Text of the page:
I kind of started ProcLaunch as a lark. Can I actually do better than the existing user space process managers? It turns out that at least a few people think so. I've gotten a ton of great feedback from thijsterlouw, who actually filed bug reports and helped me work through a bunch of issues. ProcLaunch even has some tests now!
As of today, I'm releasing ProcLaunch v1.0, which you can download from the github downloads page. Interesting changes from the initial version:
Moved to an explicit state machine
In the first version there were a lot of edge cases where proclaunch would have a seemingly random sleep, or some other weird thing. I've removed all of the edge cases by creating an explicit state machine. Profiles have a
_status()attribute, which is always one of
stopping. The only
sleep()is at the end of the main loop.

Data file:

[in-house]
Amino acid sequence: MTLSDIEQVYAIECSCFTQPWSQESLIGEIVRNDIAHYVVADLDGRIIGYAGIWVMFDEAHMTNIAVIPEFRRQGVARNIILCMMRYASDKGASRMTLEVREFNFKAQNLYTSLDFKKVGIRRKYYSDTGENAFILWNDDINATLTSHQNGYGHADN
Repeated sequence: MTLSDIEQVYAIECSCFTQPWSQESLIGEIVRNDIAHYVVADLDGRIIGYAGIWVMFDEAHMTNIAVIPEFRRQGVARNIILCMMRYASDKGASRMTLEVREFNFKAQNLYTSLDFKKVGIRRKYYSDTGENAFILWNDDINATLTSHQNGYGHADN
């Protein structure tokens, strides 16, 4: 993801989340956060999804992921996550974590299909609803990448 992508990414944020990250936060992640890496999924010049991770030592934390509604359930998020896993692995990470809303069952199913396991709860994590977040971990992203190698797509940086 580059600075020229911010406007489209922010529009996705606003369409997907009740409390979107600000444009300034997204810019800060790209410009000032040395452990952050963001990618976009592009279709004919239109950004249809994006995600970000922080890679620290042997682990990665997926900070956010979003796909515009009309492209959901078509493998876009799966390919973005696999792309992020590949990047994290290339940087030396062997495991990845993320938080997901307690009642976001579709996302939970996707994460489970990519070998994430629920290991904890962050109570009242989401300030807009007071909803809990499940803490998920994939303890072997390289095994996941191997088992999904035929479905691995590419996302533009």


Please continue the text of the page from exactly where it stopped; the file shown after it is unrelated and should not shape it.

The main motivation for this change is because the old version was just plain bad design. Every iteration of the main loop woule create a whole new set of
Profileobjects, overwriting the old list. Awp, but what happens to profiles that should stop? Let's keep track of their pids and keep trying to kill them over and over until they finally die. But what happens if proclaunch dies before those pids die? Do they just live forever, the eternal zombies of a daemon gone wrong?
The new design eliminates both the repeated kill and the overwriting. Now, profiles are kept in a hash keyed on name and are never replaced after creation. Profiles that get stopped are put in the
stoppingstate, which will check up on the pid every second until it finally dies, then moved to
stopped, ready to be restarted.
Log lines have a static format:
<Timestamp> <Log Level> <Tag> <Message>.
ProcLaunchor the name of the profile. If a message mentiones a pid, it will always be stated as
pid <PID>. This change should make it easier to grep through the logs and automatically parse them for monitoring through nagios or what-have-you.